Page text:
The history of '80s D.C. hardcore is extremely well documented; its importance doesn't need to be boot-stomped into the ground anymore. The '90s, less so, as the scene and Dischord Records, in particular, moved onto more melodic and angular ventures (see: Jawbox, Fugazi, Lungfish). But there were still those who held the torch for fast and unruly hardcore, and few ran with it as maniacally as Battery.

Venerated hardcore label Revelation just released For The Rejected By The Rejected, a compilation that spans Battery's catalog. But today, ahead of its reunion at Damaged City Fest, the band premieres its first song in 20 years. The emotionally wrought "My Last Breath" feels like a lifetime packed into three minutes of desperate, furious hardcore. Vocalist Brian McTernan confronts his youth spent in a mental hospital as a teenager and how friends helped to lift him out of depression. "I have no memories of growing up, only of falling apart / Without you helping me to get through," he yells. It's ultimately a love song to McTernan's daughter, a promise to be a better person now that his heart is full.

Proceeds from this new song and the compilation are being directed to the Baltimore Center for Infant and Child Loss. "In 2013, two close friends of the band, Mike 'Phyte' Mowery and Paul Leavitt (who recorded the new song), had their children die," drummer Jason Hamacher tells NPR. "Mowery lost his son, Leo, during delivery and Paul's son, Casey, was found dead in his crib on July 5, 2013. Words cannot express the feeling of holding your best friend's dead child. Leo and Casey's deaths scarred us for life and we wanted to help other grieving families and friends navigate something so devastating. For me, that's the essence of hardcore."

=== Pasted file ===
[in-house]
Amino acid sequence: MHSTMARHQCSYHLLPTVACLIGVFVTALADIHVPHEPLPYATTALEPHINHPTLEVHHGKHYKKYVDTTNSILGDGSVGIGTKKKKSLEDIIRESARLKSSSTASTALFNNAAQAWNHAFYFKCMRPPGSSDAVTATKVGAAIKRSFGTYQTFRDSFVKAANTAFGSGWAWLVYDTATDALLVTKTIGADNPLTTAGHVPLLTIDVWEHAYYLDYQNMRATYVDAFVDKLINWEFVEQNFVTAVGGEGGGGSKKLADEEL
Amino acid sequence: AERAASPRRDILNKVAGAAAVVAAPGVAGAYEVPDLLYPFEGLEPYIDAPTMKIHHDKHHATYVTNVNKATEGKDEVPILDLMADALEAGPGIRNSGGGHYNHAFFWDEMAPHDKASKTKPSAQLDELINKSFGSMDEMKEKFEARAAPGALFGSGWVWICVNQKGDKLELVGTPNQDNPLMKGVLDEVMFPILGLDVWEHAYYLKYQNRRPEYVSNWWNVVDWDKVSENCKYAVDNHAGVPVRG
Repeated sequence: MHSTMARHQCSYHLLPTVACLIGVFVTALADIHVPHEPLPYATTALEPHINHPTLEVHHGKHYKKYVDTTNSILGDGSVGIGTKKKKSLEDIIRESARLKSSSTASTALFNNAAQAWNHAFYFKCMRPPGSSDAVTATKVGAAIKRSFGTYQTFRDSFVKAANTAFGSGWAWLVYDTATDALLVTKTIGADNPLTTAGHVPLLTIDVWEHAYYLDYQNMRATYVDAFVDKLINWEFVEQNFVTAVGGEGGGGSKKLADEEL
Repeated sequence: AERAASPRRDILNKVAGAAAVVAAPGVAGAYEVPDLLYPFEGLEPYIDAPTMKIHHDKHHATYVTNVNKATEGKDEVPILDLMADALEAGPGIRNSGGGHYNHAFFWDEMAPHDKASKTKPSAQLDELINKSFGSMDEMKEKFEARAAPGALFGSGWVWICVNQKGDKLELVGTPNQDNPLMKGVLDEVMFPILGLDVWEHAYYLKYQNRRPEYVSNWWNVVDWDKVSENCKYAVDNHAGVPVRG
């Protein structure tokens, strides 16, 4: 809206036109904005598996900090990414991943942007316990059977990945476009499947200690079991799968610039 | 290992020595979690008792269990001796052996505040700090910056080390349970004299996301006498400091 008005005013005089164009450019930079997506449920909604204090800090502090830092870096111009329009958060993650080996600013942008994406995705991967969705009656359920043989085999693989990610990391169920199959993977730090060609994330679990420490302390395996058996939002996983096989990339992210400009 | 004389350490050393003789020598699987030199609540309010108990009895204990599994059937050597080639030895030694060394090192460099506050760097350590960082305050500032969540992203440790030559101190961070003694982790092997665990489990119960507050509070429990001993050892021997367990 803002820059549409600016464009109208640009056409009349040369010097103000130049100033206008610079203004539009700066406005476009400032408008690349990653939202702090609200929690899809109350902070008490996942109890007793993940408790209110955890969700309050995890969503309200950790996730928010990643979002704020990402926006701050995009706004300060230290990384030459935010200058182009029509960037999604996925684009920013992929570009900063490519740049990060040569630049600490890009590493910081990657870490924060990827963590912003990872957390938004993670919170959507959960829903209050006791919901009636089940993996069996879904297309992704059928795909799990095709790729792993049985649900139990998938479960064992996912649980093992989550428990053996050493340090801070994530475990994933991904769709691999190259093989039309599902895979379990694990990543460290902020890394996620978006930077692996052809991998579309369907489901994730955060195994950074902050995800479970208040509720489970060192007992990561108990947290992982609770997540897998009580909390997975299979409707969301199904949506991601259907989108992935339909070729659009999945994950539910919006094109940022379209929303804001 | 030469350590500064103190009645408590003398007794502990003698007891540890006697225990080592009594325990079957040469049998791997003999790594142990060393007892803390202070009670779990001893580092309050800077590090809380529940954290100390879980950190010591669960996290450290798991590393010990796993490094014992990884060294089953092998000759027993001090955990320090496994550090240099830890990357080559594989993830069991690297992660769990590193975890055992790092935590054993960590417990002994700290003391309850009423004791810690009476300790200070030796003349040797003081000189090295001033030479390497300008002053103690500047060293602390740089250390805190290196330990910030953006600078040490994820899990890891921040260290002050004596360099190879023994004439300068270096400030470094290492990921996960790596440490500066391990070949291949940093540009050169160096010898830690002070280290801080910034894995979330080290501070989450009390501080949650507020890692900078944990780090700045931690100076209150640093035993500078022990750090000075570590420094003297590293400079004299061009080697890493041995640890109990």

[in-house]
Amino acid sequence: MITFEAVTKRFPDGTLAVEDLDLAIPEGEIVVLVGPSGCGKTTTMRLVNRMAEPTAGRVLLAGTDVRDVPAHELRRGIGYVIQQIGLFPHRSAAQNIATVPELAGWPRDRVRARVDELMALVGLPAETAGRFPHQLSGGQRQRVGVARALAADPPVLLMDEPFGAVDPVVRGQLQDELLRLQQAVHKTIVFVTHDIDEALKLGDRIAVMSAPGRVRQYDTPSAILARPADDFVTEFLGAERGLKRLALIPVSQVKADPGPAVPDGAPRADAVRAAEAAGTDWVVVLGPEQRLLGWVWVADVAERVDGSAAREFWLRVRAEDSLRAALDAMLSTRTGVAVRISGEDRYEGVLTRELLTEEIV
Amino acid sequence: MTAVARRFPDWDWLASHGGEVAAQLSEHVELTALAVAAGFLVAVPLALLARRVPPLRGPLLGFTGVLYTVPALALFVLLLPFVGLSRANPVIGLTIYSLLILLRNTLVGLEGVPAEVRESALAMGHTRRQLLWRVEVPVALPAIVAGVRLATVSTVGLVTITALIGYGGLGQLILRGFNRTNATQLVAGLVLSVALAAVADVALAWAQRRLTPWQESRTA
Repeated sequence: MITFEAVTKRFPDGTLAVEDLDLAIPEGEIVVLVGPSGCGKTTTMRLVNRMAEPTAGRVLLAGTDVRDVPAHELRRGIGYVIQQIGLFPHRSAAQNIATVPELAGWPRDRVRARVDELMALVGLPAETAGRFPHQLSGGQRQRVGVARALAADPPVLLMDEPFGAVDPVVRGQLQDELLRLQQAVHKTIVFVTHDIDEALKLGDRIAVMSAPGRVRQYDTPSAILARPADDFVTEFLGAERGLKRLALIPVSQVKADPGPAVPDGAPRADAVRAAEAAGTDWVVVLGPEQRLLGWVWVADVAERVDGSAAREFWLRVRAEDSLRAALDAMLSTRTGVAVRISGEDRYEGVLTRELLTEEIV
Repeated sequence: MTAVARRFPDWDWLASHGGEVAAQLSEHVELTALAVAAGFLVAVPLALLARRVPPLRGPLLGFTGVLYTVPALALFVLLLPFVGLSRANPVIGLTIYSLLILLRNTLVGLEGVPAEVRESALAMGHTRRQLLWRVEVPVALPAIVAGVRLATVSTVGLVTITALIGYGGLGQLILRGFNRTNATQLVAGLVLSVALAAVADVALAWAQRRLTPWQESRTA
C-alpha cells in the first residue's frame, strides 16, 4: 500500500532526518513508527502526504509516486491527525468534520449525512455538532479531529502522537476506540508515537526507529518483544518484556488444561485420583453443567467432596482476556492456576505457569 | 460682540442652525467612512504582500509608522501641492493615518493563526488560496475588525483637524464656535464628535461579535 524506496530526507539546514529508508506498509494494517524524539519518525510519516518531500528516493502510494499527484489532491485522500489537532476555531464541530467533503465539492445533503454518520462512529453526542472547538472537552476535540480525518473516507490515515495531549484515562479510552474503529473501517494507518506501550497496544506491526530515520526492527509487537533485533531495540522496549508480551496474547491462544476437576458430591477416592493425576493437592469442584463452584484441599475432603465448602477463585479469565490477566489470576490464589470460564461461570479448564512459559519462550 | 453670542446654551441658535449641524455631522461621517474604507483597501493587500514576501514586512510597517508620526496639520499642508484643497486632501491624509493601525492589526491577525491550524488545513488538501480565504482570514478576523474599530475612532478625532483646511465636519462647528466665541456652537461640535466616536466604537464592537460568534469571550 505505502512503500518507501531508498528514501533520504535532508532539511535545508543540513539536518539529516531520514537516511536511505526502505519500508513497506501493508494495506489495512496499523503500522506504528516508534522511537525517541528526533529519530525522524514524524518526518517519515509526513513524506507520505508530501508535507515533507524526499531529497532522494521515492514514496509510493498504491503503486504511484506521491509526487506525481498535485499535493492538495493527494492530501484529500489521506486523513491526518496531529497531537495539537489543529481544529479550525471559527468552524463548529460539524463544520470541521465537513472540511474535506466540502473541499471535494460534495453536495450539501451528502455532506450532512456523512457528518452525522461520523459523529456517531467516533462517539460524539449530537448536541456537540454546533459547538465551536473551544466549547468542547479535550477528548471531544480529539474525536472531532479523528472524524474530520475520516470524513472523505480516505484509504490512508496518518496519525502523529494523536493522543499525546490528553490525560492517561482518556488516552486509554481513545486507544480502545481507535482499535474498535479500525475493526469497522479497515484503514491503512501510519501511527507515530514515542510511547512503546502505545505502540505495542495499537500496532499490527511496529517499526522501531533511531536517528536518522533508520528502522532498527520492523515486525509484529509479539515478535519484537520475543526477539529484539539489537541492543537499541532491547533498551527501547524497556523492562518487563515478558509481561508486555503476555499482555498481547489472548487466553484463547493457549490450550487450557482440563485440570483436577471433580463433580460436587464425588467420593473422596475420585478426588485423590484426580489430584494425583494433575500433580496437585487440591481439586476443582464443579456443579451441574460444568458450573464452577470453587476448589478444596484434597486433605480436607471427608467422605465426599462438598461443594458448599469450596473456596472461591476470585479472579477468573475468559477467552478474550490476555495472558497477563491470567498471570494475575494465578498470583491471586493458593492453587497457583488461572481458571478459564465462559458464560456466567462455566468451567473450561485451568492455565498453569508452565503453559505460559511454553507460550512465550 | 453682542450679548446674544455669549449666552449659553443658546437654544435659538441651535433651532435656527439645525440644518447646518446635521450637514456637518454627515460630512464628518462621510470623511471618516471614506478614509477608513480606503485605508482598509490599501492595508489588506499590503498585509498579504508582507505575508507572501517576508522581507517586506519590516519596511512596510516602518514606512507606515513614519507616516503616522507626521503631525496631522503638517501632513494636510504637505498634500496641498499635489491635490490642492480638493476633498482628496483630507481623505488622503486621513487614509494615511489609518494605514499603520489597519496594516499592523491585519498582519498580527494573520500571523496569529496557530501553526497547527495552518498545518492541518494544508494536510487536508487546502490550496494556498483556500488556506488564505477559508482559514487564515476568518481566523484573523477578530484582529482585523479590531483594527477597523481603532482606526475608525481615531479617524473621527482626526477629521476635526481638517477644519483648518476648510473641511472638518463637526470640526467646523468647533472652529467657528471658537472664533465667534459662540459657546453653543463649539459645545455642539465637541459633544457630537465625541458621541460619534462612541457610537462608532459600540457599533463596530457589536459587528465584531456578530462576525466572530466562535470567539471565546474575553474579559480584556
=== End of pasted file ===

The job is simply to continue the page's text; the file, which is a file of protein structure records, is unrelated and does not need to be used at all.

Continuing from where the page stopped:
Hamacher, who also played in Frodus and documented Armenian chants, continues: "It was surreal to sit down with Ken [Olden] and Brian [McTernan] and write this song. It's been 20 years since Battery wrote new music and we weren't sure how it would come together. When Brian sent me his first take of the vocals, I was crying by the end of the song. For me, that raw emotion has kept our music feeling honest all these years later. Most of the songs dealt with intense personal struggle from youth rage to depression and now the fears and hopes of adult life."

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